Democrats have denounced the White House’s plans to dramatically cut the number of refugees allowed into the US each year as Donald Trump continues to make a crackdown on immigration a hallmark of his presidency.
In a new plan submitted to Congress on Thursday, the Trump administration proposes to accept 18,000 refugees over the next year, a sharp reduction from the current 30,000 limit.
For the first time, the new plan allocates allowances by groups representing “special humanitarian interests to the United States”, replacing a system where allowances are allocated by region.
The proposals give priority to refugees who suffer or fear religious persecution, setting a ceiling of 5,000 on this group, followed by a proposed cap of 4,000 on Iraqis who have assisted US national security interests.
Nationals of Guatemala, Honduras and El Salvador — the three “Northern Triangle” countries that are the largest source of illegal immigration to the US — are capped at 1,500 under the new plan.
The White House has already capped the number of refugees allowed into the US this year at 30,000, down from 45,000 in 2018. For most of the last 20 years, the US has agreed to take in between 70,000 and 80,000 refugees a year. In the final year of his presidency, Barack Obama capped the number of refugees at 110,000.
Top Democratic lawmakers and humanitarian organisations criticised the plans.
Eliot Engel, the top Democrat on the House foreign affairs committee, called the reduction an “outrage”.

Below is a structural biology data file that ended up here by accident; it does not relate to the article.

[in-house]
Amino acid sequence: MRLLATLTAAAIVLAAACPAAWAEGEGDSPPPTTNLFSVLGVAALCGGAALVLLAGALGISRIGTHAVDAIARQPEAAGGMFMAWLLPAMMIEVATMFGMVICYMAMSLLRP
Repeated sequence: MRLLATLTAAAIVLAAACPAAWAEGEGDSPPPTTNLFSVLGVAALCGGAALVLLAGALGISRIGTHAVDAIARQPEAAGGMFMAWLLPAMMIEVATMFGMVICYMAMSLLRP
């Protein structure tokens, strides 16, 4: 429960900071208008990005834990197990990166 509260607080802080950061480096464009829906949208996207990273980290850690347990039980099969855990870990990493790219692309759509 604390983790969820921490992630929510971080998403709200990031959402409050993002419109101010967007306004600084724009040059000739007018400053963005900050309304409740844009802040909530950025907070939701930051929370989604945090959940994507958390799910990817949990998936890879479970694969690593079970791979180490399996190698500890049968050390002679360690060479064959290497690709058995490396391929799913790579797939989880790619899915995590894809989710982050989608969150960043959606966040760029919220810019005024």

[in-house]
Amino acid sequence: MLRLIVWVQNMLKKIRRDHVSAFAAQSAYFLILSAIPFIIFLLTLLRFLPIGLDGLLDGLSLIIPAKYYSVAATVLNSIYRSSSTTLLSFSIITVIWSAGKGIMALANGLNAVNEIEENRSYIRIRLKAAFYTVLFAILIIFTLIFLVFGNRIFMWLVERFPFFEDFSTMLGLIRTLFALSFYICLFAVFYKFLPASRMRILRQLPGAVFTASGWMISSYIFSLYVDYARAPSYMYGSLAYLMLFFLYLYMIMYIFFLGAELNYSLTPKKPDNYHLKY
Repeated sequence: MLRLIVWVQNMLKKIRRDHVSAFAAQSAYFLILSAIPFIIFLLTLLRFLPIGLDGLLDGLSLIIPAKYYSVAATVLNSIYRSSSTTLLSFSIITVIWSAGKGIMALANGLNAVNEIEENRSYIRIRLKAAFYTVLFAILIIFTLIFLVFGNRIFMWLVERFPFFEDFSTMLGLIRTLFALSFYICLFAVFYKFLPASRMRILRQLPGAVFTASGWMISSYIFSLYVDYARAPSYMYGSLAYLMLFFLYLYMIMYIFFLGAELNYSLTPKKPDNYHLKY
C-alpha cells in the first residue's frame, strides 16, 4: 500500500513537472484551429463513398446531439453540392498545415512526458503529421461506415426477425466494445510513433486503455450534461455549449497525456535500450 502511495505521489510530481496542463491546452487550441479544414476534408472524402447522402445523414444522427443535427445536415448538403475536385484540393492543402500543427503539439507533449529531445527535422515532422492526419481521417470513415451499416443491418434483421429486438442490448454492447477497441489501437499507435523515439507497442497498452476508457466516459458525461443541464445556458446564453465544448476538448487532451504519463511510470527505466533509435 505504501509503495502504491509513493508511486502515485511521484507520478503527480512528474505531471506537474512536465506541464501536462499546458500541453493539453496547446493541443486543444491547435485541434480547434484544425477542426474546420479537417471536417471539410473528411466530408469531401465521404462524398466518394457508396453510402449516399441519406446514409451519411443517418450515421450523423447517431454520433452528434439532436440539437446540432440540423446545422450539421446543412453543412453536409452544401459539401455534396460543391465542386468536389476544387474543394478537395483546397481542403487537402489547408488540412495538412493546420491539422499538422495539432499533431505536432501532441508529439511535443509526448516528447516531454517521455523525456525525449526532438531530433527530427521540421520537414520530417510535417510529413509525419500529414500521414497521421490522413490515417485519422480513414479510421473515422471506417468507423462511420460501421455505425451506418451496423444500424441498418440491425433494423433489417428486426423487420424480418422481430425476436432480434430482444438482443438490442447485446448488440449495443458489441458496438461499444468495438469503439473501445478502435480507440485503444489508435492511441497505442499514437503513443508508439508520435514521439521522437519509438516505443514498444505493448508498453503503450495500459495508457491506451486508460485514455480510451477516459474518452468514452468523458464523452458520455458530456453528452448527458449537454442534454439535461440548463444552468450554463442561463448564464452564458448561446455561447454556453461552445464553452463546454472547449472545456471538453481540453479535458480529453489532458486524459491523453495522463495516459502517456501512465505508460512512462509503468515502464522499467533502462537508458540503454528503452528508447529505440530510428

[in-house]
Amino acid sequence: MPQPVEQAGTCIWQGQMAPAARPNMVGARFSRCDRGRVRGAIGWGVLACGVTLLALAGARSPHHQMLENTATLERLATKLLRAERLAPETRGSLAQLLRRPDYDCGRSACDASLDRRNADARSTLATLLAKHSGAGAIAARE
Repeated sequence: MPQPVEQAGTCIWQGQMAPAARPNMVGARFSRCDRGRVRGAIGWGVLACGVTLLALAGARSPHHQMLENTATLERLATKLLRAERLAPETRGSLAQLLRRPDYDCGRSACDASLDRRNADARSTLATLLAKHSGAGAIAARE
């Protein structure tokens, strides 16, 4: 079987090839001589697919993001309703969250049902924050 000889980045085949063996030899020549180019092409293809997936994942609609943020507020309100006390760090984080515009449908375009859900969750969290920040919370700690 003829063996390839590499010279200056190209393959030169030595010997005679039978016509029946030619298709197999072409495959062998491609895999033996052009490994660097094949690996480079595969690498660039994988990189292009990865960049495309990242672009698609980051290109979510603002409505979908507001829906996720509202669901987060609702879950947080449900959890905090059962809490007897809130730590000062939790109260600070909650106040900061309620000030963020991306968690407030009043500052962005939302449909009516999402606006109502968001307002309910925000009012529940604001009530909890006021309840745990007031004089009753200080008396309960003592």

“At a time when there is a global refugee crisis with a record number of people desperately seeking safety, the number of refugees he has proposed to admit to the United States next year is a stunning, all-time low,” he said.
Chris Murphy, a Democratic senator from Connecticut, described the plans as “morally bankrupt”, while Dianne Feinstein, the top Democrat on the Senate judiciary committee, said refugees should be “welcomed with compassion”.
“[They should] not be turned away or have their children taken from them at the border,” said Ms Feinstein, who represents California. “We’re better than that. Sadly, the administration’s low refugee number says otherwise.”
David Miliband, chief executive of the International Rescue Committee, said the decision further damaged America’s leadership on protecting vulnerable people. “It has no basis in logic or need, damages America’s interests and tarnishes her values,” he said.
A White House official reportedly said earlier this month that the federal government needed to spend more money to deal with the hundreds of thousands of families that had crossed the US-Mexico border in recent months.
Humanitarian groups have criticised the Trump administration’s broad crackdown on both legal and illegal immigration, arguing not only that the US has a duty to help refugees but that it benefits from them economically.
“While the United States resettles refugees primarily for humanitarian and strategic reasons, refugees also bring considerable economic and business benefits,” said Gideon Maltz, executive director of the Tent Partnership for Refugees. “Not only do they fill jobs in a tight labour market, they are some of the most dedicated and motivated workers in the US workforce.”
Ryan Crocker, former US ambassador to Afghanistan, Iraq, Pakistan, Syria, Kuwait and Lebanon, said: “How we lead, the example we set, is extremely important globally.”
“If we are seen as stepping up to the challenge, others are likely to do the same,” he said. “If we don’t, an already desperate humanitarian crisis will get worse.
“To shut down refugee admissions frankly would be a repudiation of what America is all about,” he added.